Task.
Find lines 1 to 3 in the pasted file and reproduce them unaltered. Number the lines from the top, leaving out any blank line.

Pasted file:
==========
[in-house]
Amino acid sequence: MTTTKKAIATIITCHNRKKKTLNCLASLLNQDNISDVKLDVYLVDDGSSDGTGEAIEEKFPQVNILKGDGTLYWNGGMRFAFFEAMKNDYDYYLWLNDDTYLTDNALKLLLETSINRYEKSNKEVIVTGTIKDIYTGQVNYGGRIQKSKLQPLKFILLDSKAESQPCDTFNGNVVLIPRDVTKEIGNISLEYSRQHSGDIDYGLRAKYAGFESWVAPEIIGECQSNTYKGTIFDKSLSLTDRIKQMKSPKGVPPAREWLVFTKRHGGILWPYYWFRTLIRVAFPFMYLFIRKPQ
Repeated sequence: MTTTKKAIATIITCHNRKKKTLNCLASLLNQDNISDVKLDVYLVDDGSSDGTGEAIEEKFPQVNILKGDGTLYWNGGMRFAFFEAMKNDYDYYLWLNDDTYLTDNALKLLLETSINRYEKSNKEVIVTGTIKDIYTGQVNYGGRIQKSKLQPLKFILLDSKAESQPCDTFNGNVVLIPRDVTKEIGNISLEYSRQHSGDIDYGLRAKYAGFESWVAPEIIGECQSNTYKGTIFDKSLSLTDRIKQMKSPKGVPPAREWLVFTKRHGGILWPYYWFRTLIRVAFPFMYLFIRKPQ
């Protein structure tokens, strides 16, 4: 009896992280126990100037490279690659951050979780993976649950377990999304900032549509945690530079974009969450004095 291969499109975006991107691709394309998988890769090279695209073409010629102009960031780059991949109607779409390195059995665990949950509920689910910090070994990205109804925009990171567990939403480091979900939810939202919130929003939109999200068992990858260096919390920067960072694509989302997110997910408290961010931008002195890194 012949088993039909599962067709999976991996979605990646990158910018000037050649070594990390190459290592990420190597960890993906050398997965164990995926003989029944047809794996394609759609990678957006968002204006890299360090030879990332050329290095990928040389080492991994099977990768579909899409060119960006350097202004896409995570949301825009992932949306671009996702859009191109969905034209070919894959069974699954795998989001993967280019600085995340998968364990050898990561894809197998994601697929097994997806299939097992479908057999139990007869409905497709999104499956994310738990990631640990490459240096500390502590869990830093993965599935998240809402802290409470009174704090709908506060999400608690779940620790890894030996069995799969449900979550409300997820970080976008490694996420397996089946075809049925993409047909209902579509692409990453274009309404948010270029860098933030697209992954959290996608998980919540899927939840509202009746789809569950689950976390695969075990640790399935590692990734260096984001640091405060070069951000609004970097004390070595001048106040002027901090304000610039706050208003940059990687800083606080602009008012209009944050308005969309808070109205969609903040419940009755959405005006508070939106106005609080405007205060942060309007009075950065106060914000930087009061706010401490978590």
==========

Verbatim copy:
[in-house]
Amino acid sequence: MTTTKKAIATIITCHNRKKKTLNCLASLLNQDNISDVKLDVYLVDDGSSDGTGEAIEEKFPQVNILKGDGTLYWNGGMRFAFFEAMKNDYDYYLWLNDDTYLTDNALKLLLETSINRYEKSNKEVIVTGTIKDIYTGQVNYGGRIQKSKLQPLKFILLDSKAESQPCDTFNGNVVLIPRDVTKEIGNISLEYSRQHSGDIDYGLRAKYAGFESWVAPEIIGECQSNTYKGTIFDKSLSLTDRIKQMKSPKGVPPAREWLVFTKRHGGILWPYYWFRTLIRVAFPFMYLFIRKPQ
Repeated sequence: MTTTKKAIATIITCHNRKKKTLNCLASLLNQDNISDVKLDVYLVDDGSSDGTGEAIEEKFPQVNILKGDGTLYWNGGMRFAFFEAMKNDYDYYLWLNDDTYLTDNALKLLLETSINRYEKSNKEVIVTGTIKDIYTGQVNYGGRIQKSKLQPLKFILLDSKAESQPCDTFNGNVVLIPRDVTKEIGNISLEYSRQHSGDIDYGLRAKYAGFESWVAPEIIGECQSNTYKGTIFDKSLSLTDRIKQMKSPKGVPPAREWLVFTKRHGGILWPYYWFRTLIRVAFPFMYLFIRKPQ